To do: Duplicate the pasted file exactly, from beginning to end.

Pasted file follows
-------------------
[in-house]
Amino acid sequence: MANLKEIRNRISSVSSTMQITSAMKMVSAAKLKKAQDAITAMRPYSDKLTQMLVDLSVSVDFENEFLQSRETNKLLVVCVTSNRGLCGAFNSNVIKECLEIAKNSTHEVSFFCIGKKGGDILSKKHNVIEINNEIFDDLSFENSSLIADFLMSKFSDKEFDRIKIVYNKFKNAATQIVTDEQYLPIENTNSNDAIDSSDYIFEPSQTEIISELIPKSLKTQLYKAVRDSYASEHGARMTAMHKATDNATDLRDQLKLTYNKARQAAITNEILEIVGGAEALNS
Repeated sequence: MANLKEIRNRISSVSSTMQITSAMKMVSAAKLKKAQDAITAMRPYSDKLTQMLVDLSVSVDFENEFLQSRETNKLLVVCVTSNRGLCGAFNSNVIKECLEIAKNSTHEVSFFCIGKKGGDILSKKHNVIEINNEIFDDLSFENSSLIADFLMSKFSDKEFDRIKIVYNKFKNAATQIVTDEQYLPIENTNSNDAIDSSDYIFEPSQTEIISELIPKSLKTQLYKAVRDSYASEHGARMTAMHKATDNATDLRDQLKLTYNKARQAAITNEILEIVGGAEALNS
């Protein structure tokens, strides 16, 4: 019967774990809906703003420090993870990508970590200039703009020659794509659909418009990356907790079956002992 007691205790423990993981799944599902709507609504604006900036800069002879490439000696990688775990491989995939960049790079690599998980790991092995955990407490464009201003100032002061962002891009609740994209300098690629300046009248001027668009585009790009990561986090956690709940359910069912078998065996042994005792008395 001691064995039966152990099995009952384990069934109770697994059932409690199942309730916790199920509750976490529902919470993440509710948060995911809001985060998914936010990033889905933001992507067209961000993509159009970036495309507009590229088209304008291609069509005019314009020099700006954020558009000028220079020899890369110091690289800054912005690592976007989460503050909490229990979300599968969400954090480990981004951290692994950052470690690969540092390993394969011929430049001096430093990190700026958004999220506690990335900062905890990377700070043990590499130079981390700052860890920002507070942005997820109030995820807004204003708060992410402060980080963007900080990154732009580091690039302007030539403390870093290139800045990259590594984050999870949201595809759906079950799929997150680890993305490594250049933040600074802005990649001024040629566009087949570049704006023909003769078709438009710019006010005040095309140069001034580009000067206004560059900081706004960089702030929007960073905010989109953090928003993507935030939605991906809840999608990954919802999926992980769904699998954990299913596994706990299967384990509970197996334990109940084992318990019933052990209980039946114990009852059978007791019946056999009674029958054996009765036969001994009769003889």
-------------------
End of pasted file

[in-house]
Amino acid sequence: MANLKEIRNRISSVSSTMQITSAMKMVSAAKLKKAQDAITAMRPYSDKLTQMLVDLSVSVDFENEFLQSRETNKLLVVCVTSNRGLCGAFNSNVIKECLEIAKNSTHEVSFFCIGKKGGDILSKKHNVIEINNEIFDDLSFENSSLIADFLMSKFSDKEFDRIKIVYNKFKNAATQIVTDEQYLPIENTNSNDAIDSSDYIFEPSQTEIISELIPKSLKTQLYKAVRDSYASEHGARMTAMHKATDNATDLRDQLKLTYNKARQAAITNEILEIVGGAEALNS
Repeated sequence: MANLKEIRNRISSVSSTMQITSAMKMVSAAKLKKAQDAITAMRPYSDKLTQMLVDLSVSVDFENEFLQSRETNKLLVVCVTSNRGLCGAFNSNVIKECLEIAKNSTHEVSFFCIGKKGGDILSKKHNVIEINNEIFDDLSFENSSLIADFLMSKFSDKEFDRIKIVYNKFKNAATQIVTDEQYLPIENTNSNDAIDSSDYIFEPSQTEIISELIPKSLKTQLYKAVRDSYASEHGARMTAMHKATDNATDLRDQLKLTYNKARQAAITNEILEIVGGAEALNS
């Protein structure tokens, strides 16, 4: 019967774990809906703003420090993870990508970590200039703009020659794509659909418009990356907790079956002992 007691205790423990993981799944599902709507609504604006900036800069002879490439000696990688775990491989995939960049790079690599998980790991092995955990407490464009201003100032002061962002891009609740994209300098690629300046009248001027668009585009790009990561986090956690709940359910069912078998065996042994005792008395 001691064995039966152990099995009952384990069934109770697994059932409690199942309730916790199920509750976490529902919470993440509710948060995911809001985060998914936010990033889905933001992507067209961000993509159009970036495309507009590229088209304008291609069509005019314009020099700006954020558009000028220079020899890369110091690289800054912005690592976007989460503050909490229990979300599968969400954090480990981004951290692994950052470690690969540092390993394969011929430049001096430093990190700026958004999220506690990335900062905890990377700070043990590499130079981390700052860890920002507070942005997820109030995820807004204003708060992410402060980080963007900080990154732009580091690039302007030539403390870093290139800045990259590594984050999870949201595809759906079950799929997150680890993305490594250049933040600074802005990649001024040629566009087949570049704006023909003769078709438009710019006010005040095309140069001034580009000067206004560059900081706004960089702030929007960073905010989109953090928003993507935030939605991906809840999608990954919802999926992980769904699998954990299913596994706990299967384990509970197996334990109940084992318990019933052990209980039946114990009852059978007791019946056999009674029958054996009765036969001994009769003889």